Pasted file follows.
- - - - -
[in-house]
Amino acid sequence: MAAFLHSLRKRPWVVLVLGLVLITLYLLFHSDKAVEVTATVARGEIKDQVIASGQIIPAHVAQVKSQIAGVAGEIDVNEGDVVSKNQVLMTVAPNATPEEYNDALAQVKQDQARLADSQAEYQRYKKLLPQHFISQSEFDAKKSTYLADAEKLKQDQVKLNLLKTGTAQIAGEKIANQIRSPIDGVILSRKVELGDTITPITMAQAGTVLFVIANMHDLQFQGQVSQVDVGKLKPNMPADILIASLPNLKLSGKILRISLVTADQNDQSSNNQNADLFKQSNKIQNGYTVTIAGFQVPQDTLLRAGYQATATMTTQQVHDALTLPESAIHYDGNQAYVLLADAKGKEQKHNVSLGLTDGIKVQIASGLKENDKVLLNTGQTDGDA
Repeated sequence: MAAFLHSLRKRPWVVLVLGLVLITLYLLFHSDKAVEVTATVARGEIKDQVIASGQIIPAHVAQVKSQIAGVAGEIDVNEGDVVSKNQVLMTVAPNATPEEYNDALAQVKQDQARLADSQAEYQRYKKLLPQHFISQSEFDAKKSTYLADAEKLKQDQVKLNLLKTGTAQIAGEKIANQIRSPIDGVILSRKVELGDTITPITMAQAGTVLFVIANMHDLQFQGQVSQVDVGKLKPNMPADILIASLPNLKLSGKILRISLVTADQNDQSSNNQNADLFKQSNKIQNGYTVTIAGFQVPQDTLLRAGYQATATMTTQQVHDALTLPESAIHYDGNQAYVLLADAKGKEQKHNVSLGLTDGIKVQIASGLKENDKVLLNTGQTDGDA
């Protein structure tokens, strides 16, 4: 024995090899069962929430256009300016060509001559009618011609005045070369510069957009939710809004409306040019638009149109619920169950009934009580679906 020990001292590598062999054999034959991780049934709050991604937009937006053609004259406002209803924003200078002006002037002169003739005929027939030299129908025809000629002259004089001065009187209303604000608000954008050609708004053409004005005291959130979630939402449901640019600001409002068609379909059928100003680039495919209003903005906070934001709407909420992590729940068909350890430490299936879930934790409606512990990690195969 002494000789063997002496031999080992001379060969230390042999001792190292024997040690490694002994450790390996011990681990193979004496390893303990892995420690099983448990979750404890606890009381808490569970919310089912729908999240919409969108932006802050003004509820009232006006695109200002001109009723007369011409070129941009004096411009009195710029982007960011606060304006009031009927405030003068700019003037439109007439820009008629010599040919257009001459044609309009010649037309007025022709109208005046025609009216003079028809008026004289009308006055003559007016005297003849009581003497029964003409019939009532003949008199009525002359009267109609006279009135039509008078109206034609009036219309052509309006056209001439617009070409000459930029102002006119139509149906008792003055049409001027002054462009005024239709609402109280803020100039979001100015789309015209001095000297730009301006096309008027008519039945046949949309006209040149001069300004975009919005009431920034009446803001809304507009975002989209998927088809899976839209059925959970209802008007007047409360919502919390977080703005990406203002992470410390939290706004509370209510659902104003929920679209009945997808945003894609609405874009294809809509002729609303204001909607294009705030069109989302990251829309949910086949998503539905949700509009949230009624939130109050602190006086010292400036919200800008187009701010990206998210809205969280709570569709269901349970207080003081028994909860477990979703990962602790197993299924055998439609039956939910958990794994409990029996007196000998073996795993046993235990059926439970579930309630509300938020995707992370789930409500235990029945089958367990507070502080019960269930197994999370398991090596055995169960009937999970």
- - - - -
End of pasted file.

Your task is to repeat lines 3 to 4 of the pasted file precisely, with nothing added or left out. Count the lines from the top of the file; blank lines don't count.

Repeated sequence: MAAFLHSLRKRPWVVLVLGLVLITLYLLFHSDKAVEVTATVARGEIKDQVIASGQIIPAHVAQVKSQIAGVAGEIDVNEGDVVSKNQVLMTVAPNATPEEYNDALAQVKQDQARLADSQAEYQRYKKLLPQHFISQSEFDAKKSTYLADAEKLKQDQVKLNLLKTGTAQIAGEKIANQIRSPIDGVILSRKVELGDTITPITMAQAGTVLFVIANMHDLQFQGQVSQVDVGKLKPNMPADILIASLPNLKLSGKILRISLVTADQNDQSSNNQNADLFKQSNKIQNGYTVTIAGFQVPQDTLLRAGYQATATMTTQQVHDALTLPESAIHYDGNQAYVLLADAKGKEQKHNVSLGLTDGIKVQIASGLKENDKVLLNTGQTDGDA
């Protein structure tokens, strides 16, 4: 024995090899069962929430256009300016060509001559009618011609005045070369510069957009939710809004409306040019638009149109619920169950009934009580679906 020990001292590598062999054999034959991780049934709050991604937009937006053609004259406002209803924003200078002006002037002169003739005929027939030299129908025809000629002259004089001065009187209303604000608000954008050609708004053409004005005291959130979630939402449901640019600001409002068609379909059928100003680039495919209003903005906070934001709407909420992590729940068909350890430490299936879930934790409606512990990690195969 002494000789063997002496031999080992001379060969230390042999001792190292024997040690490694002994450790390996011990681990193979004496390893303990892995420690099983448990979750404890606890009381808490569970919310089912729908999240919409969108932006802050003004509820009232006006695109200002001109009723007369011409070129941009004096411009009195710029982007960011606060304006009031009927405030003068700019003037439109007439820009008629010599040919257009001459044609309009010649037309007025022709109208005046025609009216003079028809008026004289009308006055003559007016005297003849009581003497029964003409019939009532003949008199009525002359009267109609006279009135039509008078109206034609009036219309052509309006056209001439617009070409000459930029102002006119139509149906008792003055049409001027002054462009005024239709609402109280803020100039979001100015789309015209001095000297730009301006096309008027008519039945046949949309006209040149001069300004975009919005009431920034009446803001809304507009975002989209998927088809899976839209059925959970209802008007007047409360919502919390977080703005990406203002992470410390939290706004509370209510659902104003929920679209009945997808945003894609609405874009294809809509002729609303204001909607294009705030069109989302990251829309949910086949998503539905949700509009949230009624939130109050602190006086010292400036919200800008187009701010990206998210809205969280709570569709269901349970207080003081028994909860477990979703990962602790197993299924055998439609039956939910958990794994409990029996007196000998073996795993046993235990059926439970579930309630509300938020995707992370789930409500235990029945089958367990507070502080019960269930197994999370398991090596055995169960009937999970």